If nonzero, SIGMA and TAU are considered fundamental and the azimuthal reference vector is calculated from their values. Otherwise SIGMA and TAU are calculated from the azimuthal reference vector. Use the setconfig macro to change the value of g_sigtau.
def g_len2 'G[16]'
When using the screw gamma-pseudomotor configuration, the distance from the screw pivot point to the gamma stage when gamma = 0.
calculates H, K, L, ALPHA, BETA, AZIMUTH, TTH, OMEGA, SIGMA and TAU from the six-circle angles in the motor array A[].
calculates A[], OMEGA, ALPHA, BETA and AZIMUTH from H, K and L.
calculates the phi and chi to put the two vectors specified by the six elements of the built-in Z[] array in the scattering plane.
cz H0 K0 L0 H1 K1 L1
"calculate zone", prints the chi and phi necessary to put the two vectors specified as arguments in the scattering plane.
mz H0 K0 L0 H1 K1 L1
"move zone", moves to the chi and phi values that put the two vectors specified as arguments into the scattering plane. Also sets zone mode and turns on frozen mode using the calculated chi and phi values.
sz H0 K0 L0 H1 K1 L1
"set zone", calculates the chi and phi values that put the two vectors specified as arguments into the scattering plane. Also sets zone mode and turns on frozen mode using the calculated chi and phi values.
setaz [H K L]
Sets the azimuthal reference vector.
sigtau [sigma tau]
Sets the azimuthal reference vector according to the angles given as arguments. If no arguments are given, the macro will prompt for sigma and tau, using the negative of the current values of chi and phi, respectively, as the defaults.
Displays the current geometry parameters.
Prompts for the various geometry parameters.
setlen [length]
Prompts for the delta-arm length needed for the gamma-pseudomotor calculations.
setconfig [which]
Prompts for the configuration. Zero selects the z-outward configuration. Nonzero selects the z-inward configuration.
settrack [1|0]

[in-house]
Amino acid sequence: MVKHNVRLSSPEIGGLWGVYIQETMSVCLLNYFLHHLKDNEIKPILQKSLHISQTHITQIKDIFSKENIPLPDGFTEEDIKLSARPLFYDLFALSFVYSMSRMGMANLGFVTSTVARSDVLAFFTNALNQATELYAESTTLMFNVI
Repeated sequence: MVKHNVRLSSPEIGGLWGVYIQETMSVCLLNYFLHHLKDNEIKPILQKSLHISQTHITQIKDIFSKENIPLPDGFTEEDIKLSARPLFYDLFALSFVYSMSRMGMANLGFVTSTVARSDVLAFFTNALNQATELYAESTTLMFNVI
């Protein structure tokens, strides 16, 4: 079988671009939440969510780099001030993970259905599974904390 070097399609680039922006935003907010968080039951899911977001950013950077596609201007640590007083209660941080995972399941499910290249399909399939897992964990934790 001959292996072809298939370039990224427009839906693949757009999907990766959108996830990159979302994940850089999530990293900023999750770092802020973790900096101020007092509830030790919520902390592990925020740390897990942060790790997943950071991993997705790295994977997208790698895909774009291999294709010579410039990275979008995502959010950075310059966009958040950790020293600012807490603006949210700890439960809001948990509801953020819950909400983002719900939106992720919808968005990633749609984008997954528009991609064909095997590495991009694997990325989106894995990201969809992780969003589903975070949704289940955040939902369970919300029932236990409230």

Sets the value of g_track to the argument, if any, otherwise prompts for a value.
equivalent to settrack 1.
equivalent to settrack 0.
aziscan start finish intervals time
Does a scan of the azimuthal angle.


For the two supported diffractometer configurations, the x axis points upward and the y axis points along the direction of the incident beam. The two configurations are mirror images of each other in the x-y plane, but both use a right-handed coordinate system. When all circle are at zero, the default configuration (g_config = 0) has the z axis pointing outward from a sample mounted on the phi circle. In the alternate configuration (g_config != 0), the z axis points inward. The choice of configuration is generally dictated by the the dimensions and layout of a synchrotron hutch.

In order for the calculations in the six-circle code to work correctly, you must set the rotation sense and zeros of the circles according to the conventions built into the code. The rotation sense is defined with respect to the positive unit vectors of the laboratory coordinate system described above. For a right-handed rotation, if your thumb points along the unit vector that is in line with the rotation axis, your fingers will point in the positive rotation direction.

The rotation sense of an axis can be changed by changing the sign of the steps-per-degree parameter or the sign-of-user*dial parameter in the config file. You should set the sign of the first parameter so that the spec dial positions agree with the dial indicators of each circle. Set the sign of the second parameter as necessary to make the spec user angles agree with the rotation sense described below.

In the default (z-outward) configuration, the mu circle is in the y-z plane, with the rotation axis along the x axis with a right-handed rotation convention. The zero of mu is such that the delta and theta circles are on the negative side of the x-y plane with their rotation axes along the z axis.

The delta, theta and phi circles all have a left-handed rotation sense. The delta circle is at zero when the detector arm is along the negative y direction. Theta is zero when the chi circle is in the x-z plane, with the chi axis along the y axis. The chi rotation is right-handed. The zero of chi puts the phi rotation axis along the z direction with the "surface normal" of the phi table pointed in the positive z direction. The zero of the phi circle is arbitrary.

Finally, with mu and delta at zero, the gamma circle is located in the y-z plane with the zero of gamma chosen so that the detector is pointed in the negative y direction towards the X-ray source. The gamma rotation is right handed.

In the alternate, mirror image, z-inward configuration, all rotations are left handed.


geo_sixc.c, C source file for the six-circle geometry calculations.
sixc.src, macro source file for the six-circle macros.
hkl.mac, macro source file for reciprocal space macros.
ub.mac, macro source file for orientation matrix macros.
The Four-Circle Reference in the spec manual.


Angle calculations and operating modes for a six-circle diffractometer were presented by M. Lohmeier and E. Vlieg in J. Appl. Cryst., 26, 706 (1993). (See http://journals.iucr.org/j/issues/1993/05/00/la0044.)

Extensions, including explicit formulas for the setting of diffractometer motors based on the surface normal direction, were given by D. Abernathy (PhD thesis, MIT 1993), who also assisted in developing the C code used in spec.